The Courage to Act: A Memoir of a Crisis and Its Aftermath
Ben S. Bernanke
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A New York Times Bestseller
An unrivaled look at the fight to save the American economy.
In 2006, Ben S. Bernanke was appointed chair of the Federal Reserve, the unexpected apex of a personal journey from small-town South Carolina to prestigious academic appointments and finally public service in Washington’s halls of power.
There would be no time to celebrate.
The bursting of a housing bubble in 2007 exposed the hidden vulnerabilities of the global financial system, bringing it to the brink of meltdown. From the implosion of the investment bank Bear Stearns to the unprecedented bailout of insurance giant AIG, efforts to arrest the financial contagion consumed Bernanke and his team at the Fed. Around the clock, they fought the crisis with every tool at their disposal to keep the United States and world economies afloat.
Working with two U.S. presidents, and under fire from a fractious Congress and a public incensed by behavior on Wall Street, the Fed―alongside colleagues in the Treasury Department―successfully stabilized a teetering financial system. With creativity and decisiveness, they prevented an economic collapse of unimaginable scale and went on to craft the unorthodox programs that would help revive the U.S. economy and become the model for other countries.
Rich with detail of the decision-making process in Washington and indelible portraits of the major players, The Courage to Act recounts and explains the worst financial crisis and economic slump in America since the Great Depression, providing an insider’s account of the policy response.
16 pages of photographs
a capitalist system, the market must be allowed to discipline individuals or firms that make bad decisions. Frank Borman, the former astronaut who became CEO of Eastern Airlines (which went bankrupt), put it nicely a quarter-century earlier: “Capitalism without bankruptcy is like Christianity without hell.” But in September 2008 I was absolutely convinced that invoking moral hazard in the middle of a major financial crisis was misguided and dangerous. I am sure that Paulson and Geithner agreed.
since if the borrower re-defaulted the lender would pocket the government guarantee payment and could still foreclose on the home. Fed economists proposed alternative plans, including variants of the FDIC’s IndyMac protocol, that they believed would achieve more sustainable modifications at lower cost to the government. We also suggested that the Fed and Treasury could create a new special-purpose vehicle to buy at-risk mortgages in bulk from lenders and investors. Under our plan, this new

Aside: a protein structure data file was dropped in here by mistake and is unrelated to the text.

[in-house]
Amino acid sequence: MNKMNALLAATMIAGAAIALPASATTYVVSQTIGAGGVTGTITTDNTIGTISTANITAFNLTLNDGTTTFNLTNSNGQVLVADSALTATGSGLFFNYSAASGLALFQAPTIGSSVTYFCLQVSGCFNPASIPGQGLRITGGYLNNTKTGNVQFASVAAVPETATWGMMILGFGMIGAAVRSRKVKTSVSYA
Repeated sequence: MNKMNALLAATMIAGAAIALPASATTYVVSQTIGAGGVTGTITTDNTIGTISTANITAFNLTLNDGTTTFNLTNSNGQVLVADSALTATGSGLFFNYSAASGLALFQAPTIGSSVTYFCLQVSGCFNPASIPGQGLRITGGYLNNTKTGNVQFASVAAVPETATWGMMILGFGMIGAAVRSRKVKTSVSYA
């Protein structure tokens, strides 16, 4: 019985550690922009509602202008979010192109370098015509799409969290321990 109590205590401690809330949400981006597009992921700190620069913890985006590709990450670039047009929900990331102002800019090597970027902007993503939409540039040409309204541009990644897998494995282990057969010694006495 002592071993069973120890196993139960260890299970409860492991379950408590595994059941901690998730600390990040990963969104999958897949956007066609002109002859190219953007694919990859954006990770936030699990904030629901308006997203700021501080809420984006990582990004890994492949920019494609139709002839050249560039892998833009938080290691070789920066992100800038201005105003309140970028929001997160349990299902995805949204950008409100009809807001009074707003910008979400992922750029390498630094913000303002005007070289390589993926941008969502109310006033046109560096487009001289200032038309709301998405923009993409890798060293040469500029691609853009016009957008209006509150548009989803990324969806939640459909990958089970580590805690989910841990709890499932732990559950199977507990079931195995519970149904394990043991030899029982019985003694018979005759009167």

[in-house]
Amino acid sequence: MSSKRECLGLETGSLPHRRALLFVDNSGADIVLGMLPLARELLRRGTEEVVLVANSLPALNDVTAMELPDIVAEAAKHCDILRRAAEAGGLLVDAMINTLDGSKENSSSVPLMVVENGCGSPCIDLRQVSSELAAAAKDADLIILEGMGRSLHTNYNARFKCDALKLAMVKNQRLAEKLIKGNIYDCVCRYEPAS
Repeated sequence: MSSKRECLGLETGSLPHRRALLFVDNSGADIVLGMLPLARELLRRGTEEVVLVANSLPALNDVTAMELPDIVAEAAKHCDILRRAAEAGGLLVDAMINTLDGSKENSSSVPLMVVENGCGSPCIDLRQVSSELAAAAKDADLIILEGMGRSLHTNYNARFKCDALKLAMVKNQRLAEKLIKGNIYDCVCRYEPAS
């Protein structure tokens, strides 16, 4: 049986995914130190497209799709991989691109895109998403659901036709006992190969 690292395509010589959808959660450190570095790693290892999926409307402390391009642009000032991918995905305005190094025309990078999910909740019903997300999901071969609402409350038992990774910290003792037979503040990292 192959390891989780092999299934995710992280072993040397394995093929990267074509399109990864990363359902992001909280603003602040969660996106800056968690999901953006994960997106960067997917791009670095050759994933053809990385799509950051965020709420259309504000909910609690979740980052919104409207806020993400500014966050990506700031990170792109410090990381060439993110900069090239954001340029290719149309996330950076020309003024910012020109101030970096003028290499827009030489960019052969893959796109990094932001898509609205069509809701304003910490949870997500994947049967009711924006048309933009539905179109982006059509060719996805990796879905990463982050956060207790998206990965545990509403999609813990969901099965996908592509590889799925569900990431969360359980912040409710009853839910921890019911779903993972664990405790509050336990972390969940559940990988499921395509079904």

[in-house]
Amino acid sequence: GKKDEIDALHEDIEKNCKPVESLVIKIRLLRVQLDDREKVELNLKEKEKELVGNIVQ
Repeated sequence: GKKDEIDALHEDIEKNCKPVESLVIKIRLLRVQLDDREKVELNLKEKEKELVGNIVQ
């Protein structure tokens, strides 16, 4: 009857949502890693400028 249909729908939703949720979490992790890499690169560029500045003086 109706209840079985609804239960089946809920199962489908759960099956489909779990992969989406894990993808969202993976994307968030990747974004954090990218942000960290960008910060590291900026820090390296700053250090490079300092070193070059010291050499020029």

messages. But in extreme forms, on either the left or the right, populism can also lead to cynical manipulation of legitimate public anger and to contempt for facts and logical argument. When these aspects of populism dominate political discourse, good governance is nearly impossible. I never worried particularly about my personal encounters with either Paul or Sanders. There was a refreshing purity to their views, which seemed often unaffected by real-world complexities. The principal
what level of employment policymakers thought they could achieve without generating inflationary price and wage increases. Ideally, the whole Committee would have agreed on the projections. Policy committees in several countries, the United Kingdom being one leading example, publish collective forecasts. But we could not count on the diverse (and geographically dispersed) Federal Open Market Committee, with its nineteen participants when all positions are filled, being able to agree on a single
new term. With Betsy’s nomination the exception, the Senate seemed to be creating a regrettable convention, that no one could be confirmed to the Fed’s Board in the last year to eighteen months of the president’s term. (In 1999, ahead of the 2000 presidential election, one of Chris Dodd’s Republican predecessors as Senate Banking Committee chairman, Phil Gramm, had blocked President Clinton’s nomination of Roger Ferguson to a second Board term. After the election, President Bush renominated him.)